Last Thursday I was in the middle of complimenting October on the fine job it had done to that point. Temperatures in the Coachella Valley had cooled to balmy 80s and 90s, and the mind-numbingly loud cicadas in my mesquite tree had moved on.

Then the sky went dark.

Thinking we were in for some unexpected rain, I looked west out the kitchen window toward San Jacinto Peak, the mountain just two miles away with a view that John Muir himself called, “the most sublime spectacle to be found anywhere on this earth.”

Front yard sunrise day before haboob

But there were no clouds. There was also no mountain. There was only dark gray nothingness. No sky, no depth of field. As my brain adjusted to what my eyes couldn’t see, I realized that I could barely make out the houses across the street.

Front yard sunrise (from inside) day after haboob

Concerned friends blew up my phone: Don’t go outside. You’re better off sucking exhaust pipes in Chernobyl.

I walked outside to lock the car. Twenty steps to the driveway, and sure enough I was wheezing when I came back in.

We were inside a haboob.

Haboobs are giant dust clouds that form when thunderstorms collapse and blow out all the wind they’ve been sucking toward them as they grow. They are most common in dry areas like the Sahara. This one formed as the result of massive thunderstorms in Northern Mexico and Yuma, Arizona. The Air Quality Index was at its maximum hazard rating of 500  – and there was more to it than just sand and topsoil.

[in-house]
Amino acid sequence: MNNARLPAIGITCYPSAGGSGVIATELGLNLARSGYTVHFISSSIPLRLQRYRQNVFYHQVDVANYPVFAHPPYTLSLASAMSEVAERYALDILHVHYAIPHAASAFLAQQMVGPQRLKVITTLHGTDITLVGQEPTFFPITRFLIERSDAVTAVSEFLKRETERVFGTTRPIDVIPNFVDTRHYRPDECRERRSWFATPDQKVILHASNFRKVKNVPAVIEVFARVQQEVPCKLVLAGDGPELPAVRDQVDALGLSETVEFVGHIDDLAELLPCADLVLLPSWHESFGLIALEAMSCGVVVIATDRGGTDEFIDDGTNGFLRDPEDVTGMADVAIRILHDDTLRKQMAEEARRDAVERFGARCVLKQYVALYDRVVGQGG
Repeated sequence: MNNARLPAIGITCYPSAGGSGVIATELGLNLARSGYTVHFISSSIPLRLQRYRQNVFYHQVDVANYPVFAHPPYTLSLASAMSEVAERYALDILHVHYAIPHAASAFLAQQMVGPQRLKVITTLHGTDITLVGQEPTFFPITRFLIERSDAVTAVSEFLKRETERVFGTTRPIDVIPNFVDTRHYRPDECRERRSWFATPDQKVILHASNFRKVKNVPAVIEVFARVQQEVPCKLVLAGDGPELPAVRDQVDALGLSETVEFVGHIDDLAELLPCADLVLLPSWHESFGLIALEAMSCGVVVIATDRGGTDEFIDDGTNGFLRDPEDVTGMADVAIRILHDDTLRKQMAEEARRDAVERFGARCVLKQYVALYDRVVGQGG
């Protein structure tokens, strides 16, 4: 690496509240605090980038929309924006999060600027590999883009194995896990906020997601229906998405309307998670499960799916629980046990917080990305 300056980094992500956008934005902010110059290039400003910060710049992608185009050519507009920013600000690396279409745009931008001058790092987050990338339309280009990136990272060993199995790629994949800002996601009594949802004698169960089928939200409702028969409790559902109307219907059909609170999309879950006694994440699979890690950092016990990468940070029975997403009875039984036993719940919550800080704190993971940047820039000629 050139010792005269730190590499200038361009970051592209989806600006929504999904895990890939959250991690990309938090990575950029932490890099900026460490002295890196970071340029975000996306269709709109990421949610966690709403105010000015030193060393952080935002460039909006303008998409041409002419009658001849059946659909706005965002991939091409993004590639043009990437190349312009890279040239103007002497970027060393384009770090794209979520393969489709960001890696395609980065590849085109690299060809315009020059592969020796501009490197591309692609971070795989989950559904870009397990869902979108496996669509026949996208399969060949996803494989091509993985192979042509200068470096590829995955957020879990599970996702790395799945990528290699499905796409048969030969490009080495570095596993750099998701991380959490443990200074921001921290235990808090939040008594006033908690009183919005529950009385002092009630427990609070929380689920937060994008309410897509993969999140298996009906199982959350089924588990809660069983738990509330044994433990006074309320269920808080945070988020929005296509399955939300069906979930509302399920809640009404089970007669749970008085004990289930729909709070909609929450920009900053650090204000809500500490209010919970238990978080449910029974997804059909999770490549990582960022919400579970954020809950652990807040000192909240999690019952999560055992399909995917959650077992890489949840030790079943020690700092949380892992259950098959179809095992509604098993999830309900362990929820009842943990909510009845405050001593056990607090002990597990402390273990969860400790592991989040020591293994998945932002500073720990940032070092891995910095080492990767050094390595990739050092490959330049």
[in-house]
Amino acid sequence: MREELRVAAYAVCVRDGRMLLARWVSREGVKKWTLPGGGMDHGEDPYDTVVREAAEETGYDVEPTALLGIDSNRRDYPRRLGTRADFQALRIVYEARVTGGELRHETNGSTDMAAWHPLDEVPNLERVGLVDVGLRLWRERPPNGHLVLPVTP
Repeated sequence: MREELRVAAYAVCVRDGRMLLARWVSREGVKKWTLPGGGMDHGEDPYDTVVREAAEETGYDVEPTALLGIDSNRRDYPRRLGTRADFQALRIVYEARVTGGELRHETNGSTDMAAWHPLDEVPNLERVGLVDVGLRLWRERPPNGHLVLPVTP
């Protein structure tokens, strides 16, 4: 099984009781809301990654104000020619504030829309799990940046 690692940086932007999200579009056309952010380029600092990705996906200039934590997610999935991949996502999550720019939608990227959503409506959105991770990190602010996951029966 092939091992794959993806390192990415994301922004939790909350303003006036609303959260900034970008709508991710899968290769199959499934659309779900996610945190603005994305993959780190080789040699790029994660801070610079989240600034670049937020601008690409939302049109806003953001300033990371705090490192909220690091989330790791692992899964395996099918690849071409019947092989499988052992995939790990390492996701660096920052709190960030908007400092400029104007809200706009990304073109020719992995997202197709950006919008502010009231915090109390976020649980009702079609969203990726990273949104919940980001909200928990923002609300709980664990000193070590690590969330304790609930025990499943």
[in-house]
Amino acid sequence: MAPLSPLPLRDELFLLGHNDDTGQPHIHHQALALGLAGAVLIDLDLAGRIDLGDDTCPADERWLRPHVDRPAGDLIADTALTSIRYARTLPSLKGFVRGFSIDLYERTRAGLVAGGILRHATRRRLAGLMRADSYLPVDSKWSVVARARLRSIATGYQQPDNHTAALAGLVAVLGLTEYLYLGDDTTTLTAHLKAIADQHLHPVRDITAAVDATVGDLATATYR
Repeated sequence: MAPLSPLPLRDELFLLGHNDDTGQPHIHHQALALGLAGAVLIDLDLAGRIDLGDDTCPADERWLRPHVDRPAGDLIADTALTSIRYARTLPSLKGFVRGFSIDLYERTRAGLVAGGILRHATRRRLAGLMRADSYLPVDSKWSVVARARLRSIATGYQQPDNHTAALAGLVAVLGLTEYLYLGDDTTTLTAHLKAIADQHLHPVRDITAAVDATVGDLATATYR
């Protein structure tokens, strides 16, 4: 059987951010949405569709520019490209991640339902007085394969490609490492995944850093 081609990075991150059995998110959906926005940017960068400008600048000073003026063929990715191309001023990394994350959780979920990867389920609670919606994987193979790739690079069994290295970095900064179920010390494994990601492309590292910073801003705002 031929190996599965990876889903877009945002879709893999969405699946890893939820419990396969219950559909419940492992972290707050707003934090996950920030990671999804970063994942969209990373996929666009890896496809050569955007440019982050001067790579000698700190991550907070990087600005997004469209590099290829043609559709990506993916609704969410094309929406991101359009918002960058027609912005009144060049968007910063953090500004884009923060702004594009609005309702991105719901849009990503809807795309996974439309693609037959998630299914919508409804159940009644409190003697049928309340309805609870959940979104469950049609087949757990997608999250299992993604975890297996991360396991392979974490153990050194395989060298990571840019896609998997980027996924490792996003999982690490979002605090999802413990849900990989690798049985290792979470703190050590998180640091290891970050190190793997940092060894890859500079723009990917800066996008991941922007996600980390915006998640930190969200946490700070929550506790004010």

“Sure, we’ve had ’em before,” my neighbor told me when it was safe to go outside again. “But now it’s poisonous.” Dude is retired. He owns tools and knows stuff. He votes. But his brow furrowed as he said “Things are just so dry that those winds are blowin’ the Salton Sea bed right at us.”

What’s left of the rapidly receding Salton Sea, California’s most polluted inland lake, is turning into toxic dust. The nasty mess has already caused mass die-offs of fish and birds, and local residents suffer from all sorts of respiratory problems due to airborne particulates.

Now it’s coming for the rest of us.

Every single day, our physical environment shows signs of abuse. It’s our responsibility to help heal it before it kills us all.

To learn how K-12 students are using Open-Source Learning to start community composting campaigns, monitor their gardens, and clean up the messes of previous generations, please Contact Me.



i see you: retrospective on visual storytelling with dan bennett